Euronav-owned VLCC (Photo: Euronav)
VLCC rates are highly sensitive to oil flow volumes.
VLCC fixtures have plummeted due to lower OPEC+ production and low oil demand.
Transportation uses of oil have collapsed because of the pandemic.
OPEC+ has agreed to keep production down through 1Q2022.
An oversupply of tankers v. demand is therefore likely to keep rates down for an extended period of time.
Tanker rates for Very Large Crude Carriers (VLCCs) are highly sensitive to oil transportation volumes, which in turn, are a function of global oil production and consumption. And so it follows that the lower the demand for oil, the lower the demand for tankers.
However, a special case developed in the spring when oil demand plummeted as economies worldwide were shut down to control the spread of COVID-19. The resulting oil price collapse created a demand for tankers as temporary floating storage facilities, and tanker rates spiked. That was an unexpected boon for tanker owners, who, at the beginning of the year, were focused on impacts of the IMO-2020 regulations.
With oil futures prices rebounding, the financial incentive to store oil at sea has dissipated, and so tankers that were taken off trade have returned to market. Port congestion has also eased at Asian ports that were coping with the pandemic. Middle distillate inventories at Asia’s Singapore oil hub have surpassed a nine-year high, according to official data.
As a result these dynamics, VLCC availability has been rising and tanker rates have plummeted. As of September 4th, Poten & Partners quoted the dirty tanker rate for VLCC, 270 at just $6,000 Spot TCE Earnings. That’s off from an average of $68,300 per day for 2020 year-to-date.
Global oil demand could be 9 to 10 million barrels per day lower this year due to the pandemic, Russian Energy Minister Alexander Novak was quoted. Transportation fuels, which account for the bulk of global oil demand, continue to be depressed due to travel restrictions and fears by would-be travelers of contracting the disease.
U.S. airport travel data show that throughput is still more than 60 percent lower than last year, as of September 5th.
U.S. demand for jet fuel was down 47% over the past 4 weeks from a year ago. Jet fuel consumption is a little less sensitive to the number of persons on board compared to the number of flights.
And this is about three months after travel restrictions have eased in the States. Infection rates did not ease during the warm summer months as many had expected. And the death toll has reached 188,000 in the U.S.. According to Dr. Anthony Fauci, the death toll could reach 410,000 by January.
The US Centers for Disease Control and Prevention sent guidance last week that vaccines could be distributed as early as the end of October in what they have called Phase 1.
Availability for Vaccine A will be approximately 2 million doses by late October; 10-20 million by late November; and 20-30 million doses by the end of December. Availability for Vaccine B will be approximately 1 million doses by late October; 10 million by late November; and 15 million doses by the end of December.”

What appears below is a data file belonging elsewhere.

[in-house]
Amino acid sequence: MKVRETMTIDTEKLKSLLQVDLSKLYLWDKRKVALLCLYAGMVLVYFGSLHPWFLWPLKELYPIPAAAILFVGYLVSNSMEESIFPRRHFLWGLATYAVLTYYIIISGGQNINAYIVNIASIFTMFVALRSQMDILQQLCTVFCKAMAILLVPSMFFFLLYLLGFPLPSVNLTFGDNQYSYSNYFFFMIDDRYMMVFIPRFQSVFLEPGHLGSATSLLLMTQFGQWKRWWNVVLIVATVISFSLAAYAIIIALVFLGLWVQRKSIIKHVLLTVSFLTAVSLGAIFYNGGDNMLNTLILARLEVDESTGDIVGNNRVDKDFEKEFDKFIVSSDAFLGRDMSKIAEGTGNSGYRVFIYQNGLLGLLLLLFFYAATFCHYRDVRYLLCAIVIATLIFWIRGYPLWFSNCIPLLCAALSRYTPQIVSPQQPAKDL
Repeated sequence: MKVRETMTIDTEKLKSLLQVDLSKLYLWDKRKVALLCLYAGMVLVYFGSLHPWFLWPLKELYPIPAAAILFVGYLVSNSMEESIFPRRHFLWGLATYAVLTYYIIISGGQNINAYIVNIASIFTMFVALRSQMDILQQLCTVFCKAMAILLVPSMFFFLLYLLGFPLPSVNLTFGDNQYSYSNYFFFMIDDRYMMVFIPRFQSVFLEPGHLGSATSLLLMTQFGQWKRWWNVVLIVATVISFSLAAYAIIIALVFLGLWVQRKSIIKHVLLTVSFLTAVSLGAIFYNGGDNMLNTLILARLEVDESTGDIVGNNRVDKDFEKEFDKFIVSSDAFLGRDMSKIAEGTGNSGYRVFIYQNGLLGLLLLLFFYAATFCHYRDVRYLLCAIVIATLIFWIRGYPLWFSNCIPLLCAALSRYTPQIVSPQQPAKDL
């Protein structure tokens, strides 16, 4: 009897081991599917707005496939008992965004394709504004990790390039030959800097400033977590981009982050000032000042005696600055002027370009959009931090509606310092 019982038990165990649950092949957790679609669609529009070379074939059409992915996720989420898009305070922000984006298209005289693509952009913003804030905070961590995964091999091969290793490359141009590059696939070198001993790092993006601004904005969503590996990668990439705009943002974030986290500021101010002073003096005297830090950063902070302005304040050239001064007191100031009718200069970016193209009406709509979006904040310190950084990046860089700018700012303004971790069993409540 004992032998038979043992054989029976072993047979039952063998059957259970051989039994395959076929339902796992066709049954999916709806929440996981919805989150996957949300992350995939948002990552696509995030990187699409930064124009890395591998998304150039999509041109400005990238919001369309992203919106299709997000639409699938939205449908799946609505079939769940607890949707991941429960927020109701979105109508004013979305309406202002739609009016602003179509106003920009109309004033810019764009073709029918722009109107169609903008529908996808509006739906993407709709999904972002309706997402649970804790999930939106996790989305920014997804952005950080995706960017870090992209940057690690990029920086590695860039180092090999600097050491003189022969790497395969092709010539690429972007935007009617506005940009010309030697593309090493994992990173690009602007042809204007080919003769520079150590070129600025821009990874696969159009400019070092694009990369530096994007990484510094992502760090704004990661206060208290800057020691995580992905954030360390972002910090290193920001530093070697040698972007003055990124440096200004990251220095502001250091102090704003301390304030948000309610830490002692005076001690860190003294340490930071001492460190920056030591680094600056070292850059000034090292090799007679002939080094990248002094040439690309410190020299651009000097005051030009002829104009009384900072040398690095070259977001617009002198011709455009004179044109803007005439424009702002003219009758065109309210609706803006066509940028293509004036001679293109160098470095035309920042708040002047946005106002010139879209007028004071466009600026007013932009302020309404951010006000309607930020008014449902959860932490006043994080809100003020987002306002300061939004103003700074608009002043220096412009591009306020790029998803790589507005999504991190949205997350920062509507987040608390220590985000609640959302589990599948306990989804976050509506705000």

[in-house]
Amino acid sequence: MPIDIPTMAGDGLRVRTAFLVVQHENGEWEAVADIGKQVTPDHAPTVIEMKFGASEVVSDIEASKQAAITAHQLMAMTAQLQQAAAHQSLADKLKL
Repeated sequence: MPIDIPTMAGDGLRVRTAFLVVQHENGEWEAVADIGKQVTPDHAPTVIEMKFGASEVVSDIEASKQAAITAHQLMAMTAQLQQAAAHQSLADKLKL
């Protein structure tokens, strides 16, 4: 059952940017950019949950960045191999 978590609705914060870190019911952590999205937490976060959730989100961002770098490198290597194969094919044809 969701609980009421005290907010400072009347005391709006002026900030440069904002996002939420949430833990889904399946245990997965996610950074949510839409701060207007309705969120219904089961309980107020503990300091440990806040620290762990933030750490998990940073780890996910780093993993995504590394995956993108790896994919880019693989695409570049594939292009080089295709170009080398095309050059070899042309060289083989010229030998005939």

It should be noted that the initial trials of vaccines are given to people meeting very high health standards, but that 8 out of 10 people who have died have been 65 or older and many suffering from underlying conditions. And so it may be unclear for an extended period of time before there is data on how safe and effective the vaccines may be for the high risk group, and according to Bill Gates, whose foundation is heavily involved in the vaccine effort, 40+ percent of the population may not want to take a vaccine when one becomes available—at least not until the vaccine's effectiveness and the safety statistics are well established.
Furthermore, work-at-home and online Zoom meetings may have a long-term impact on travel demand for fuels. The cost and time effectiveness of meeting online instead of in-person is profound and may be disruptive to physical travel.
All three of the primary oil forecasting agencies, the International Energy Agency, the U.S. Energy Information Administration, and the Organization of Petroleum Exporting Countries, have published forecasts through 2021, and none foresee global demand returning to pre-COVID levels prior to 2022.
OPEC+ made an agreement to cut their combined crude production by 7.7 million barrels a day from baselines from May to July for the balance of 2020 and then to 5.8 million barrels during 2021 and the first quarter of 2022 to drawdown global inventories from glutted levels. Saudi Aramco (ARMCO) oil shipments to the USA have averaged 310,000 b/d in the 4 weeks ending August 28th, down 31% from a year ago.
The rebound in U.S. petroleum product demand has stalled with demand off 15.9 % v. last year. A recent report showed U.S. job growth slowed further in August, as financial assistance from the government ran out.
Tanker rates have crashed and the share prices of tanker owners such as Nordic American Tankers (NYSE:NAT) have recently dropped. I expect to see further downside as the drop in oil demand extends into the months ahead.
To guide investors who are interested in profiting from outstanding opportunities in the energy sector, I provide a service on Seeking Alpha’s Marketplace oriented toward individual investors, Boslego Risk Services. A long/short Model portfolio is continuously updated, along with on-going analysis of the oil market.
Disclosure: I am/we are short NAT. I wrote this article myself, and it expresses my own opinions. I am not receiving compensation for it (other than from Seeking Alpha). I have no business relationship with any company whose stock is mentioned in this article.